Hartford Court Four Hearts Vineyards ChardonnayThe other interesting subtext bound up in a glass of Miramar La Masia is its origin in Sonoma’s Russian River Valley appellation. Her property is actually in the sub-region of Green Valley – a bit closer to the Pacific coast, a bit cooler and greener. There is no question in my mind that coastal Sonoma is a leading locale globally for chardonnay. Having visited Sonoma recently and having participated in several California chardonnay tastings and seminars, it is obvious that great attention is being focused on this grape in Sonoma, and in the Russian River in particular. If you want to understand why, try the Hartford Court 2009 Four Hearts Vineyards Chardonnay, Russian River Valley, at $47.95. It and many others are very classy indeed, as was the Rodney Strong Reserve 2009 on the previous release.

The Curiosity of Andrejz Lipinski
The Organized Crime GewurztraminerOne of the most interesting and controversial whites of this release is The Organized Crime 2009 Gewürztraminer from the Niagara Peninsula ($22.20). It is barrel fermented and aged gerwurz, a very unorthodox treatment for this aromatic variety and one that purists will not appreciate.  I too think it pushed an already big and powerful wine a bit too far to the point of being out of balance. But I do like the added flavour complexity and dimension, because winemaker Andrejz Lipinski has done a good job meshing the wood.  More than that, I simply enjoy tasting Lipinski’s wines precisely because they do challenge. Oaking gewürztraminer is not his only notoriety; he is better known for his work with making appassimento-styled wines (both red and white) from grapes dried after harvest (as in amarone). He first tried this style at A Foreign Affair, but has since moved on to ply this particular craft at Organized Crime, Colaneri, Cornerstone and the new Burning Kiln winery near Port Dover on Lake Erie. The latter winery is on former tobacco lands where there is a surplus of old tobacco drying kilns now converting to grape drying. I simply like his curiosity and creativity, something that is quite rare in mainstream winemaking these days.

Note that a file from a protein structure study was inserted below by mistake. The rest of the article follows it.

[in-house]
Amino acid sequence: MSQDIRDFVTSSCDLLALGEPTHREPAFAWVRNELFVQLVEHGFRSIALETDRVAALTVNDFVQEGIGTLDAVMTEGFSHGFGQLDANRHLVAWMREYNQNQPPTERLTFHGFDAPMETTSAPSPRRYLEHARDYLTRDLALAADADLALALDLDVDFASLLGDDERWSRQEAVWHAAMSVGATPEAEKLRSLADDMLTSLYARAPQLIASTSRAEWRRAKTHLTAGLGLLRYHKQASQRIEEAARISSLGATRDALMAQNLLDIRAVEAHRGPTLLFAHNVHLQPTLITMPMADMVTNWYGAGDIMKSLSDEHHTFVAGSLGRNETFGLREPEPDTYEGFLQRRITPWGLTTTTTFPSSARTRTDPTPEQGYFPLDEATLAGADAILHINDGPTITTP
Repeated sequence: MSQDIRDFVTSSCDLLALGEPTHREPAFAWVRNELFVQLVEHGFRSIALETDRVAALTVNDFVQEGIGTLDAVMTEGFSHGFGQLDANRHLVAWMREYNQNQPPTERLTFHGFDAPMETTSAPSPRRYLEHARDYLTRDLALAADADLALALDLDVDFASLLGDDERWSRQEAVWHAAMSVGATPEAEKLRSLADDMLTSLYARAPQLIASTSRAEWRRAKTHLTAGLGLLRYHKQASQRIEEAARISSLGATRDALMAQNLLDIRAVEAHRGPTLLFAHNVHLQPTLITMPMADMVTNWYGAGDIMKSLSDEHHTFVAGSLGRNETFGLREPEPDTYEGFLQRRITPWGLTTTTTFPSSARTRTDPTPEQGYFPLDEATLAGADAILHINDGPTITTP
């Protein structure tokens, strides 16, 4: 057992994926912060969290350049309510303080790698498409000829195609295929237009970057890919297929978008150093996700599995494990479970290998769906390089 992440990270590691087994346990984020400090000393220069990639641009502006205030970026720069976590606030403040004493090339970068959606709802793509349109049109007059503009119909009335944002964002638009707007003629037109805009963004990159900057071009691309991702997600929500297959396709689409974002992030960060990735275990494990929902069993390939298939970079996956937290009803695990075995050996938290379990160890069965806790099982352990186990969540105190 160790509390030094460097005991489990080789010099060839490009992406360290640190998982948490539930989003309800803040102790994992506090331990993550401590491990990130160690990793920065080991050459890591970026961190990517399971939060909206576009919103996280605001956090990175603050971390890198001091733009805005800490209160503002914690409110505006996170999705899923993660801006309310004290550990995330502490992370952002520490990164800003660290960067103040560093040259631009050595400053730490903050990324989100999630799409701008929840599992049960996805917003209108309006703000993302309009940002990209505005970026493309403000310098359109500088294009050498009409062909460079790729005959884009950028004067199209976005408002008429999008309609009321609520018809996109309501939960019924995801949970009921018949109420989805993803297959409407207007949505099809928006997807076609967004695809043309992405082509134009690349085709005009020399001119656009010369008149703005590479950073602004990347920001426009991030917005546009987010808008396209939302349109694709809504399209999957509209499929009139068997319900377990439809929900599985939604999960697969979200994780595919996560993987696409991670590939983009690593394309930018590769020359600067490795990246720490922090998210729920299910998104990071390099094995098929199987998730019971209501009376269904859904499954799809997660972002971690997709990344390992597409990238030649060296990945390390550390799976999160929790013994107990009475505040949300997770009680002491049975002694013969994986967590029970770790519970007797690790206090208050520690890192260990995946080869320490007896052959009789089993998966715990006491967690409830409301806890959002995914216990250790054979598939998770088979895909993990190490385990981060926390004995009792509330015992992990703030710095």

March 8 VSOs Reviews Coming Up
There has been a bit of a hiatus in tasting of Vintages Shop-on-Line releases but I was able to taste some from the March 8 release – largely a selection of grand cru classé Bordeaux from 2005 and 2008. As these wines were not posted on Vintages site at our press time we are not able to create finished listings on Wine Align. But watch next week for my reviews to appear, with notification via Twitter.
Back to the Playhouse……

David Lawrason,
VP of Wine at WineAlignCheck out reviews on over 100 wines from the March 3rd release here.